Real lives: Debate!

A 13-year-old made headlines last week when she had her nipple pierced. What's the fuss? says Grace, 15, who loves her belly-button ring. Not only is it dangerous, it's very ugly, counters Kierra, 13
I WAS one week old when I got my ears pierced. I was nine when I got multiple ear piercings, 14 when I got my nose pierced and 15 when I got my belly-button done (I wasn't asked my age because I look older). If I get another, it will be on my face. Piercing my genitals and nipples doesn't appeal, but I've definitely become addicted!

I feel like saying to people who object: "Don't look at me if you don't want to see it." Piercing isn't a big deal to the person being pierced. They're not hurting anyone but themselves. It's other people who have problems with it.

Just because people with piercings look different, they're seen in a negative light. Some ignorant people think that if you have piercings you are a monster or rapist, junkie or punk with no occupation or ambition. That's ridiculous. It's not like piercing changes someone's soul or personality. The pierced people I've met are easy-going and open-minded. They don't judge others because they know how it feels.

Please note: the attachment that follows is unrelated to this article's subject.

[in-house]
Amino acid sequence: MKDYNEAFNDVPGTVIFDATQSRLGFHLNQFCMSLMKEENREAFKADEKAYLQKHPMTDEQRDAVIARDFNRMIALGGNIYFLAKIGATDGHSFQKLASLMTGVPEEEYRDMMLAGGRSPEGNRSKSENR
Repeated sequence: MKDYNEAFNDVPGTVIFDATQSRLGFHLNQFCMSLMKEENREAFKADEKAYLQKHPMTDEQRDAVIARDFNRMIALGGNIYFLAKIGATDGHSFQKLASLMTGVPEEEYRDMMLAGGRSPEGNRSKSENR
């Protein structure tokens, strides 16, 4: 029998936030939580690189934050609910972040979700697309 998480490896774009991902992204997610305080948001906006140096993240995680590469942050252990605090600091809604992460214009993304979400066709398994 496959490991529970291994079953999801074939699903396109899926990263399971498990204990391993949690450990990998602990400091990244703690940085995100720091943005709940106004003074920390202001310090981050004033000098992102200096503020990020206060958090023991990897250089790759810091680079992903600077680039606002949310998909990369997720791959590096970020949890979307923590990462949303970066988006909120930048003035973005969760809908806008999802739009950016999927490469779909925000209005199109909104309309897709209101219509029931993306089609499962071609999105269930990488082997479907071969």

Body piercing is attractive and original. I'm glad you can get your nose pierced at any age. It should stay that way. If government legislation tried to prevent me from getting pierced I would be so angry. It's totally out of order, because it's a complete invasion of privacy. I still can't believe that for a belly piercing you're supposed to be 16 years old. It's just silly. There should be a national survey to see what children think because, as it stands, adults have all the power and we can't do anything about it. That's wrong.

I'm very close to my parents and I discussed my piercings with both of them before I had them done. My mum encouraged me to get my belly done because she thinks I have a nice stomach. She said "It's up to you," but my dad isn't particularly into piercings. He's a bit old-fashioned, but he can't really do anything about it.